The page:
Trusted Insight: Given your previous experiences, you seem overqualified for your current position at the Educational Retirement Board, and I mean that with the utmost respect. How did you end up at the New Mexico ERB?
Mark Canavan: This is kind of funny. We had already exited asset-backeds. So, by fall of ’07, when other state and local government pools were blowing up around us, the State Treasurer came into my office asking, "How much exposure do we have to this?"
I smiled and said, “None. We're out." I continued with, “I put a memo under your door two or three months ago detailing the situation with talking points should the press ask.” One of the talking points was, “We don't invest for the return on our money, we invest for the return of our money.” To serve my Treasurer, and to be able to respond as I did, it was one of the proudest moments of my life.
But, I knew that call was likely the best call I'd ever make. So, I figured I’d better move on while I was still on top. ERB was looking for a real estate manager. I put in for that job and got it.
“I put a memo under your door two or three months ago detailing the situation with talking points should the press ask.” One of the talking points was, “We don't invest for the return on our money, we invest for the return of our money.”It was great timing. In retrospect, it’s funny. I had just come from the Treasurer's office where I saw the writing on the wall that real estate was doomed, yet I was hired to buy real estate. I spent the first month or so here at ERB asking if I could do infrastructure investing instead.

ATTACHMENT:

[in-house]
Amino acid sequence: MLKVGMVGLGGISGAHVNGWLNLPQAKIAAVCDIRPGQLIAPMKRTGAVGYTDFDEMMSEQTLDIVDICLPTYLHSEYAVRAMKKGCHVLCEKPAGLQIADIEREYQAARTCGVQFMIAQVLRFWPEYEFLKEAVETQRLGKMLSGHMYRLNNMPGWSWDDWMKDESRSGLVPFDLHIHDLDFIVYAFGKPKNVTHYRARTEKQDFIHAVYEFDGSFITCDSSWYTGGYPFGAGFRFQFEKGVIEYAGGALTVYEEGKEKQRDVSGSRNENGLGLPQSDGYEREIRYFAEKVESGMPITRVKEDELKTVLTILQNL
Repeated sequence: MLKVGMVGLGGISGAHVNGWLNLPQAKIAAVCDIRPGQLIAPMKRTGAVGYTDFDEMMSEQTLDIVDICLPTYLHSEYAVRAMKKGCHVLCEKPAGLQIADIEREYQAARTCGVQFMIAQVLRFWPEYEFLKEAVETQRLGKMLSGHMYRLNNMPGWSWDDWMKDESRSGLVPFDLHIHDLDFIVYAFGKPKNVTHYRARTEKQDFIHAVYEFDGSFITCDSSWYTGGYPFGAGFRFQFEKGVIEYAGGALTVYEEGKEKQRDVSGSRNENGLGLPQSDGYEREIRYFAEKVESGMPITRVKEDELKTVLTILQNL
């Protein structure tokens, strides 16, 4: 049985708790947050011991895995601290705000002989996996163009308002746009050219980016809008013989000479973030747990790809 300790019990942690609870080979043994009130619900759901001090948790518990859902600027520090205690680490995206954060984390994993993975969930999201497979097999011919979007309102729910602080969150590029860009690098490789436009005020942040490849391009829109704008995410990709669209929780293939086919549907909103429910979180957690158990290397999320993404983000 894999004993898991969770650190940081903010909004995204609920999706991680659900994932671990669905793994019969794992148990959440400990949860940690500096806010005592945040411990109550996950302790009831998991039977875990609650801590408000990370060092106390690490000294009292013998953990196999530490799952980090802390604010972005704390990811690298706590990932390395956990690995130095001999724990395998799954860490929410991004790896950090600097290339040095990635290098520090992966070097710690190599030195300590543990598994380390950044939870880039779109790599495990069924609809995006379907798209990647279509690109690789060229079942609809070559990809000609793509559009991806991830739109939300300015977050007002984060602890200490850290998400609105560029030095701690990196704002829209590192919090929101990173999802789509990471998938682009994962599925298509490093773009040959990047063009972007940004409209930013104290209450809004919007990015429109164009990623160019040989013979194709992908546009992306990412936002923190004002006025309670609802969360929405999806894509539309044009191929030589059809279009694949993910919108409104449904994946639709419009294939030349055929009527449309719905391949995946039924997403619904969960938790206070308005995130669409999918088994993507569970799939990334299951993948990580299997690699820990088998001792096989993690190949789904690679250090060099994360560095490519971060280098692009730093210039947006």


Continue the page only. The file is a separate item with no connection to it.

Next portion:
Fortunately, ERB’s board and management is very supportive and allows us the autonomy to do what we believe is right. I saw infrastructure as defensive in nature, so I stopped the ongoing real estate investment when I got here, and I rolled out our infrastructure portfolio.
I think my real estate consultant thought I was nuts. I was doom and gloom about real estate, and the economy in general. But, as a real estate consultant, his role is to recommend real estate. I told him, “I don’t want to see anything where the valuation has been driven by easy money,” which was pretty much everything back then. And then, real estate finally collapsed. I think that was when my consultant realized I wasn’t a crackpot.
I have to credit Steve (the consultant) with adapting to my beliefs and style. He proposed distressed debt, and it was a great time for that. So, we loaded up our portfolio and went significantly overweight distress. The first fund we invested in is running at a 50% net IRR, and we’ve already received all our capital back. That was another great play. Going overweight distressed debt when we did has been a tremendous driver of outperformance for our real estate program.
But, how I got to that place in life is literally a series of life experiences that led up to making one exceptionally good decision. It’s kind of luck in a way, that all those things happened to me that would give me the insight to do as I did. And, I have to give credit where credit is due. I am fortunate to have a very supportive and talented board and management team that gave me the autonomy to follow my convictions, and a talented consultant that adapted to my beliefs and is of tremendous value-add in helping build an outperforming portfolio.
Please check back for part III of Mark Canavan's exclusive interview with Trusted Insight.